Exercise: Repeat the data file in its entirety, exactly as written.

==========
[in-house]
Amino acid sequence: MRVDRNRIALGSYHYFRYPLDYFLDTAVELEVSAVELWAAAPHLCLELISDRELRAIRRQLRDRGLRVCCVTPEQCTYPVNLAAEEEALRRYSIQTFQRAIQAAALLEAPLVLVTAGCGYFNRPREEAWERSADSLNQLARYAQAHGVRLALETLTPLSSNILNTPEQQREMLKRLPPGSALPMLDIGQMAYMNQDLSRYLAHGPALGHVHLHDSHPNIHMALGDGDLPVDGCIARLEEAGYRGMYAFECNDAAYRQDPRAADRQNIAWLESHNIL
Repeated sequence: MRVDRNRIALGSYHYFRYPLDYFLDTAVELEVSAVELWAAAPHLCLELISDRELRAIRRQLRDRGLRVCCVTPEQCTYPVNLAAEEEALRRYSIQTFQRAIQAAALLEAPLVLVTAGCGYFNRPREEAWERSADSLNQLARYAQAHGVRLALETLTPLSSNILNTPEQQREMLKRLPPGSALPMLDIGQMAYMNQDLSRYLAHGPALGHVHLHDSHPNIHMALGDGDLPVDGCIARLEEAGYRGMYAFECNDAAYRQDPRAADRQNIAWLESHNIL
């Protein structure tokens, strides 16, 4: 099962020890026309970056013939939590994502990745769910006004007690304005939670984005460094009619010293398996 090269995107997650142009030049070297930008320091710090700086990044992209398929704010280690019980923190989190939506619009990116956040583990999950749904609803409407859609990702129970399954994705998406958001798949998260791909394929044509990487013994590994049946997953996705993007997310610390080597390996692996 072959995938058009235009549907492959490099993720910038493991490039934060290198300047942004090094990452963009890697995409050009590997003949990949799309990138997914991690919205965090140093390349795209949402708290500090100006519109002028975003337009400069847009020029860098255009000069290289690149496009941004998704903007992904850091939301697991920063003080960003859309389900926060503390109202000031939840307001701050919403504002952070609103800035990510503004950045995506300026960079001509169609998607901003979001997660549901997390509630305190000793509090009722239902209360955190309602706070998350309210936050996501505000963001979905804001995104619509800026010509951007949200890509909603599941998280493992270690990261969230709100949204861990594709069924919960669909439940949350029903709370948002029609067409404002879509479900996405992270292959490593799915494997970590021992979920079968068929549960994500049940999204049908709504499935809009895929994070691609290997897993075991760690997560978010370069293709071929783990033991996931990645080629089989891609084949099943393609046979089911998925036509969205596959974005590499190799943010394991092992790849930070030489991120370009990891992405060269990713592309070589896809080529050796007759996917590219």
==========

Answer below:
[in-house]
Amino acid sequence: MRVDRNRIALGSYHYFRYPLDYFLDTAVELEVSAVELWAAAPHLCLELISDRELRAIRRQLRDRGLRVCCVTPEQCTYPVNLAAEEEALRRYSIQTFQRAIQAAALLEAPLVLVTAGCGYFNRPREEAWERSADSLNQLARYAQAHGVRLALETLTPLSSNILNTPEQQREMLKRLPPGSALPMLDIGQMAYMNQDLSRYLAHGPALGHVHLHDSHPNIHMALGDGDLPVDGCIARLEEAGYRGMYAFECNDAAYRQDPRAADRQNIAWLESHNIL
Repeated sequence: MRVDRNRIALGSYHYFRYPLDYFLDTAVELEVSAVELWAAAPHLCLELISDRELRAIRRQLRDRGLRVCCVTPEQCTYPVNLAAEEEALRRYSIQTFQRAIQAAALLEAPLVLVTAGCGYFNRPREEAWERSADSLNQLARYAQAHGVRLALETLTPLSSNILNTPEQQREMLKRLPPGSALPMLDIGQMAYMNQDLSRYLAHGPALGHVHLHDSHPNIHMALGDGDLPVDGCIARLEEAGYRGMYAFECNDAAYRQDPRAADRQNIAWLESHNIL
């Protein structure tokens, strides 16, 4: 099962020890026309970056013939939590994502990745769910006004007690304005939670984005460094009619010293398996 090269995107997650142009030049070297930008320091710090700086990044992209398929704010280690019980923190989190939506619009990116956040583990999950749904609803409407859609990702129970399954994705998406958001798949998260791909394929044509990487013994590994049946997953996705993007997310610390080597390996692996 072959995938058009235009549907492959490099993720910038493991490039934060290198300047942004090094990452963009890697995409050009590997003949990949799309990138997914991690919205965090140093390349795209949402708290500090100006519109002028975003337009400069847009020029860098255009000069290289690149496009941004998704903007992904850091939301697991920063003080960003859309389900926060503390109202000031939840307001701050919403504002952070609103800035990510503004950045995506300026960079001509169609998607901003979001997660549901997390509630305190000793509090009722239902209360955190309602706070998350309210936050996501505000963001979905804001995104619509800026010509951007949200890509909603599941998280493992270690990261969230709100949204861990594709069924919960669909439940949350029903709370948002029609067409404002879509479900996405992270292959490593799915494997970590021992979920079968068929549960994500049940999204049908709504499935809009895929994070691609290997897993075991760690997560978010370069293709071929783990033991996931990645080629089989891609084949099943393609046979089911998925036509969205596959974005590499190799943010394991092992790849930070030489991120370009990891992405060269990713592309070589896809080529050796007759996917590219």